Biodiversity and Conservation

, Volume 27, Issue 5, pp 1277–1288 | Cite as

Essential biodiversity variables are not global

  • A. Townsend Peterson
  • Jorge Soberón


Recent initiatives have focused on biological diversity and the ecosystem services that it provides, and have proposed a series of “essential biodiversity variables,” as a means of describing and characterizing that diversity. Although such variables would shed considerable and interesting light on distribution of biodiversity-related dimensions, here, we examine the feasibility of assembling such data resources for terrestrial systems on worldwide extents, to evaluate whether they can be feasibly characterized globally. We found large-scale, consistent information gaps across five EBV-related dimensions (genetic composition, species populations, species traits, community composition, and primary biodiversity data), most markedly across Africa, the Middle East, Central Asia, and Eastern Europe; lesser gaps cover much of Asia and South America. Our results raise concerns that EBV-based initiatives, and the studies and policy decisions that they make, will be constrained from any global inference by these information gaps. Concrete progress towards making EBVs genuinely global will depend on adequate funding, training of high-level personnel, and creation of robust institutions in which to base these initiatives.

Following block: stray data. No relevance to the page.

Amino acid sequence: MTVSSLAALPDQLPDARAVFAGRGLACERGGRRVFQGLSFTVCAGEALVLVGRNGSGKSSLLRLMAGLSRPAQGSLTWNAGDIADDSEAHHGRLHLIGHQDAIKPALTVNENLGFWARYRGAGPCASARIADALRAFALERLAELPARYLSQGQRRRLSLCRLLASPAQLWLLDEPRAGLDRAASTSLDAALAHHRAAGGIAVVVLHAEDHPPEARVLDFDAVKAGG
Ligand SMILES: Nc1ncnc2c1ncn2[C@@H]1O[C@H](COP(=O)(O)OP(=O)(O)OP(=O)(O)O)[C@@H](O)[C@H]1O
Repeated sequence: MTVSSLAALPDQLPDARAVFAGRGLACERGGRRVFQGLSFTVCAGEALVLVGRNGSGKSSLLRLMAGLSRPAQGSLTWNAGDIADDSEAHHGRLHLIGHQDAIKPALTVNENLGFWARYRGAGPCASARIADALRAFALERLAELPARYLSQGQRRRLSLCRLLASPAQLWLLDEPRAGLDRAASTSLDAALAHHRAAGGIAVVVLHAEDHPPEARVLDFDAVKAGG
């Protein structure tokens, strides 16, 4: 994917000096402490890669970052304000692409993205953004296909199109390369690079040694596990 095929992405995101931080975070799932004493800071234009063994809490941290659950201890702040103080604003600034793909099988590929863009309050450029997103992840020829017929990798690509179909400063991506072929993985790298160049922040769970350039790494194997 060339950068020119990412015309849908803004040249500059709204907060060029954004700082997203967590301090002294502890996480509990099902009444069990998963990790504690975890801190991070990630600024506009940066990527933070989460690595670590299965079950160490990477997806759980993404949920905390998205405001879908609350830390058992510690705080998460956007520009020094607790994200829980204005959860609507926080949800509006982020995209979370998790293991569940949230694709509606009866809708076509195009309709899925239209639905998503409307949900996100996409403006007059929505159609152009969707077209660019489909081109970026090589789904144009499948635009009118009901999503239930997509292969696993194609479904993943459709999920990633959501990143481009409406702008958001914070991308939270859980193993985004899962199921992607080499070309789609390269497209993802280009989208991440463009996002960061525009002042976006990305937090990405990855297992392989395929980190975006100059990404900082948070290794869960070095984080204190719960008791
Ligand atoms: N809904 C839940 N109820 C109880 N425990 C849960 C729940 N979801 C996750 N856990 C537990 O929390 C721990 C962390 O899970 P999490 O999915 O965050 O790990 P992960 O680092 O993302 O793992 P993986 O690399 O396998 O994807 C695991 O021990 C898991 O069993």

Essential biodiversity variables Ecosystem services Genetic composition Populations Traits Community composition Primary biodiversity data 


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© Springer Science+Business Media B.V., part of Springer Nature 2017

Authors and Affiliations

  1. 1.Biodiversity InstituteThe University of KansasLawrenceUSA

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